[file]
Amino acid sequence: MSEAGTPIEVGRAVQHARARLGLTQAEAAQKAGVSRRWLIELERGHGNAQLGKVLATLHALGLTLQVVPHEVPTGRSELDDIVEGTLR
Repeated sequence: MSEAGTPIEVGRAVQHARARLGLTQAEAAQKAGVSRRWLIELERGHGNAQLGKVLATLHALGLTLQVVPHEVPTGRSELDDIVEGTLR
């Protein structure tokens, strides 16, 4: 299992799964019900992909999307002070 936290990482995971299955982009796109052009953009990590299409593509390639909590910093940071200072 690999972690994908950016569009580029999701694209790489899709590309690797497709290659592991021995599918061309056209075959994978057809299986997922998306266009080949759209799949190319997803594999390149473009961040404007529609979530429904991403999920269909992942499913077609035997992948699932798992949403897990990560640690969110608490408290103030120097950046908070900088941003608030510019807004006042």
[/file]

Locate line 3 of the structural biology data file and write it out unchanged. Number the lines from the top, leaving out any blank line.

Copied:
């Protein structure tokens, strides 16, 4: 299992799964019900992909999307002070 936290990482995971299955982009796109052009953009990590299409593509390639909590910093940071200072 690999972690994908950016569009580029999701694209790489899709590309690797497709290659592991021995599918061309056209075959994978057809299986997922998306266009080949759209799949190319997803594999390149473009961040404007529609979530429904991403999920269909992942499913077609035997992948699932798992949403897990990560640690969110608490408290103030120097950046908070900088941003608030510019807004006042």